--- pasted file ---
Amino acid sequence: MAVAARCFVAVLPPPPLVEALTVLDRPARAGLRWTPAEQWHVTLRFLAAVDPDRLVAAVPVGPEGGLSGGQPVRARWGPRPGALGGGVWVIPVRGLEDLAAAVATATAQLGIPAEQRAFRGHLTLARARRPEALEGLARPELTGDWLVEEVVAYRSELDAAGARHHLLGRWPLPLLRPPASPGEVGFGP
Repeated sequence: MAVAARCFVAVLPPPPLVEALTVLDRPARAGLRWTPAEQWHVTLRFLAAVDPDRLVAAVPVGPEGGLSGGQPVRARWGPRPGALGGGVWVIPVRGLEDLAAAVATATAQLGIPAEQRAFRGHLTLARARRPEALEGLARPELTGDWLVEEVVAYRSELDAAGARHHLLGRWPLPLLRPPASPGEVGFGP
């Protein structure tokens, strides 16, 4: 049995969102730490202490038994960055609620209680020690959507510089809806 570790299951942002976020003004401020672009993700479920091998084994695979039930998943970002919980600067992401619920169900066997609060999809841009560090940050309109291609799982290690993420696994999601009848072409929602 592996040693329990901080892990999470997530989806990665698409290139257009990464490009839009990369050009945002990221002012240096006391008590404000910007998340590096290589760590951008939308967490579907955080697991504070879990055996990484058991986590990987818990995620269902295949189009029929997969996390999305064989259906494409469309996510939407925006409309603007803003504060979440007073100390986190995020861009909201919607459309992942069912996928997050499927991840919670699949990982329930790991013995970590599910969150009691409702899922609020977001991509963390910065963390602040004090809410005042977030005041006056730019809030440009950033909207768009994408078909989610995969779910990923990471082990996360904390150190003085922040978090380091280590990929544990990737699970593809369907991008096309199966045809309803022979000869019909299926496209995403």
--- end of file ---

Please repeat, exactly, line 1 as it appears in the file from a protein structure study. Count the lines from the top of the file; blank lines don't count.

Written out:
Amino acid sequence: MAVAARCFVAVLPPPPLVEALTVLDRPARAGLRWTPAEQWHVTLRFLAAVDPDRLVAAVPVGPEGGLSGGQPVRARWGPRPGALGGGVWVIPVRGLEDLAAAVATATAQLGIPAEQRAFRGHLTLARARRPEALEGLARPELTGDWLVEEVVAYRSELDAAGARHHLLGRWPLPLLRPPASPGEVGFGP